Some months before, a bunch of young fools in Barrie had held a midnight meeting in their nightshirts (pyjamas had not yet come in) and burned a fiery cross and organized a Ku Klux Klan. Two of their number, carried away by their enthusiasm, set fire to the Catholic church. Fortunately the fire was discovered and put out before it did much damage. The young fellows were arrested and tried and found guilty and sent to prison and their K.K.K. friends didn’t come forward to help. Around Phelpston, a strongly Catholic community, the rumour ran during the campaign that I was a member of the K.K.K. and had attended the midnight meeting where the Klan was organized. Around Elmvale a few miles away, where the Orange vote was strong, the rumour ran that my wife was a Catholic and that I had subscribed to a fund to restore the damaged church. One morning, when I got off the train in Stayner, I met on the platform the Methodist minister, the Reverend Harold Toye. I knew Harold very well, from the time when he was a boy and had saved another boy from drowning in White’s Pond about three miles north of our place. As he came toward me now he was grinning and turning his head from side to side. I asked him what was the meaning of all. “Oh,” he said, “I just wanted to see whether you could walk straight this morning. The story around these parts is that you are a heavy drinker and never go to bed sober.” Temperance sentiment around Stayner was very strong.

All of these stories were of course ridiculous. I never had anything to do with K.K.K., which I despised. My wife was not a Catholic, but a Methodist. I never subscribed to a fund to restore the damaged church – I never was asked to. Finally, like my father before me, I was a lifelong total abstainer. Yet these rumours were circulated, and doubtless they had their effect how great I do not know.

Farmer Premier: The Memoirs of E.C. Drury, E. C. Drury, McClelland and Stewart Limited, 1966, p. 78-9.

St. Mary’s Church, Barrie 1872 – 1970 (1890 shown)

First of two attempts to destroy the church: this one by fire in 1917 and a bomb in May 1926 (see here).  Location: NE corner of Mulcaster and McDonald Streets, the parking lot across from 90 Mulcaster Street, see here. Image by the Simcoe County Archives

Ku Klux Klan in Canada

The Ku Klux Klan is an ultraconservative, secret fraternal organization dedicated to the supremacy of an Anglo-Saxon, Protestant society. Formed in Pulaski, Tenn, in November 1865 by 6 ex-Confederate soldiers, it was outlawed in 1871 because of violent and outrageous acts against blacks and northerners. Revived in November 1915 in Atlanta, Ga, it drew its support from middle- and lower-class Americans who feared the loss of conservative and rural values.

In 1921 the Klan was reported active in Montréal; by 1925 “klans,” or locals, had been established all across Canada. Like their American counterparts, Canadian Klansmen had a fanatical hatred for all things Roman Catholic and feared that the purity of the Anglo-Saxon race was being jeopardized by new immigration. Moreover, they were not averse to stepping outside the law to achieve their goals.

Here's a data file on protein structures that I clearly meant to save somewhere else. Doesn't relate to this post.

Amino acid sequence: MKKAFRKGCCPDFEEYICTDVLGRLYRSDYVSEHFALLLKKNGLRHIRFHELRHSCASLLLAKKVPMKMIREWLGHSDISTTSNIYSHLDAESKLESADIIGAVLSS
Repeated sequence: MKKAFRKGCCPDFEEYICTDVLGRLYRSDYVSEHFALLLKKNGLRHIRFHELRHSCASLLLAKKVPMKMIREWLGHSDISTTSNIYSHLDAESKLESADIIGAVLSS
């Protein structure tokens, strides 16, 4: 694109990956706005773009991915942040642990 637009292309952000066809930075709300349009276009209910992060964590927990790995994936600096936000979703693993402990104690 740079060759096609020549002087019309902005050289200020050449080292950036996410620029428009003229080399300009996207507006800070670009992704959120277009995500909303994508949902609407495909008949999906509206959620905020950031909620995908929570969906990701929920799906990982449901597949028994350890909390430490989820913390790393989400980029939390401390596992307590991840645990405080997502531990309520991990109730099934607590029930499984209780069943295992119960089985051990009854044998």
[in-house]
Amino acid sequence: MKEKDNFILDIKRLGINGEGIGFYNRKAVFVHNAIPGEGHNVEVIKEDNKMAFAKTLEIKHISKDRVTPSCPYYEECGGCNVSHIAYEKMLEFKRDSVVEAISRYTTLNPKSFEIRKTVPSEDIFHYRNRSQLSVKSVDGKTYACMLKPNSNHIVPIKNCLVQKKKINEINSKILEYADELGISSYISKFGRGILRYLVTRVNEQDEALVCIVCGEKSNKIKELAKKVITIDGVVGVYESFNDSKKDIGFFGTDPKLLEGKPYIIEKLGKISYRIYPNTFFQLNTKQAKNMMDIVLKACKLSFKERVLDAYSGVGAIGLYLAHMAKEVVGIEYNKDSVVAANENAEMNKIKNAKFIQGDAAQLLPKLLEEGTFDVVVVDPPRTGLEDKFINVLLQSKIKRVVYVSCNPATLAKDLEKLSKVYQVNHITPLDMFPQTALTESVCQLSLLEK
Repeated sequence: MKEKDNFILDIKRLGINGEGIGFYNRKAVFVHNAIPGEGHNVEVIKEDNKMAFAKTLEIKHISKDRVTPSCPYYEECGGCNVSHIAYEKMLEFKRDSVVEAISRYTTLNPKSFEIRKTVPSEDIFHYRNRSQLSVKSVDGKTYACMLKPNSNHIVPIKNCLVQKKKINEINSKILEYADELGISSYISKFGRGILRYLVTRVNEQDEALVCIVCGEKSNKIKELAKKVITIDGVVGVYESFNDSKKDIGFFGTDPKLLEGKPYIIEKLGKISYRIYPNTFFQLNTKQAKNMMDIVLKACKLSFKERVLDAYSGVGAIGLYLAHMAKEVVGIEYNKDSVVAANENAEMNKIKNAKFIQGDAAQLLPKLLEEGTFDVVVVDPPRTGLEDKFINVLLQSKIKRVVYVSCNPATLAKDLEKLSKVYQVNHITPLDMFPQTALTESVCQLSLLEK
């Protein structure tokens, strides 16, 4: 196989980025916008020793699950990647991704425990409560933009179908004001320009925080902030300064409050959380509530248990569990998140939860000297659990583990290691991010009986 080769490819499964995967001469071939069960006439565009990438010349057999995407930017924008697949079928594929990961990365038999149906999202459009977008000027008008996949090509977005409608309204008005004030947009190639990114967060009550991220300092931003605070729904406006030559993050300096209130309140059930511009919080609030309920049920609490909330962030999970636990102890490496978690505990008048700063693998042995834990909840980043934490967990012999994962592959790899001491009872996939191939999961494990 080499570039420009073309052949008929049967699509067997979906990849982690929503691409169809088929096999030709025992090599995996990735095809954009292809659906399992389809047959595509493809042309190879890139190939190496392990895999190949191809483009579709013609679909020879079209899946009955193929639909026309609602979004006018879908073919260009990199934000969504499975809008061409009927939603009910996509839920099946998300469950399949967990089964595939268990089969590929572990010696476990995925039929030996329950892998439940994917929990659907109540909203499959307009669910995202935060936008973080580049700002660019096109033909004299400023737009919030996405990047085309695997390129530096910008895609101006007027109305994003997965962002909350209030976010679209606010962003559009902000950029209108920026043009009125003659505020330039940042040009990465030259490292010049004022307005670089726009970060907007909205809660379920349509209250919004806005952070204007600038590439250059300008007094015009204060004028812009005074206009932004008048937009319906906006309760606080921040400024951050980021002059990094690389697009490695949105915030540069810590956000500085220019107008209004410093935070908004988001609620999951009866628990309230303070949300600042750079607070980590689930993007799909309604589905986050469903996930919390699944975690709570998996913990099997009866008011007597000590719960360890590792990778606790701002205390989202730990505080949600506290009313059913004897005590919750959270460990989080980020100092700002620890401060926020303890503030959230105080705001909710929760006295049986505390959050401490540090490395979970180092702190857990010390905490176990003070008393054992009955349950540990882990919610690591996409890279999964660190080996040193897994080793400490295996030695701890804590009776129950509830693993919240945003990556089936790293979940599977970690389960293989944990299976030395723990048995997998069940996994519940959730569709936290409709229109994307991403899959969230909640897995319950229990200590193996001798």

From the The Canadian Encyclopedia.

Top 10 searches this week on iLoveMidhurst.ca

March 23, 2012

WordPress does not show me the names of the people searching this weblog. Same for those who choose to follow the weblog by email.

Erving Goffman, incredibly, tops the list.

  1. erving goffman
  2. earl rumm
  3. public humiliation
  4. bullies
  5. midhurst growth plan omb hearing
  6. timmins ridings
  7. geranium homes
  8. claire bateman-czerny
  9. pictures of bullies
  10. humiliation public

When homeowners are bullied, What is an appropriate response for a municipal government?

March 5, 2012

Springwater Township says that they want citizens to be involved in their local government.

Cycle bullying

Assuming that to be true, what role should the Township play when a multi-million dollar development plan makes private township citizens intimidation victims?

What have they done to stop bullying?

The Bullying Circle

  1. The bully/bullies: – I’m not a bully -> I wouldn’t associate with any bullies -> therefore there is no bullying
  2. Follower, henchmen:- turn a blind eye, delegate to staff for dirty work
  3. Supporter, passive bully/bullies: – information sharing, scouting for trouble-makers
  4. Passive supporter, possible bully: – behind-closed-doors deals
  5. Disengaged onlooker: – appreciative of the shared benefits of bullying
  6. Possible defender: – expresses outrage in theory; in practice, nothing done
  7. Defender of the victim:- engage in true problem solving based on participatory democratic principles


What is Bullying?
Bullying or victimization can be generally defined in the following way: A student is being bullied or victimized when he or she is exposed, repeatedly and over time, to negative actions on the part of one or more other students. Such negative actions include intentionally inflicting, or attempting to inflict, injury or discomfort upon another. These behaviors can be carried out physically (e.g., hitting, kicking, pushing, choking), verbally (e.g., by calling names, threatening, taunting, malicious teasing, spreading nasty rumors), or in other ways, such as making faces or obscene gestures, or intentional exclusion from a group.

Blueprints for Violence Prevention Model Programs, Center for the Study and Prevention of Violence, Institute of Behavioral Science, University of Colorado at Boulder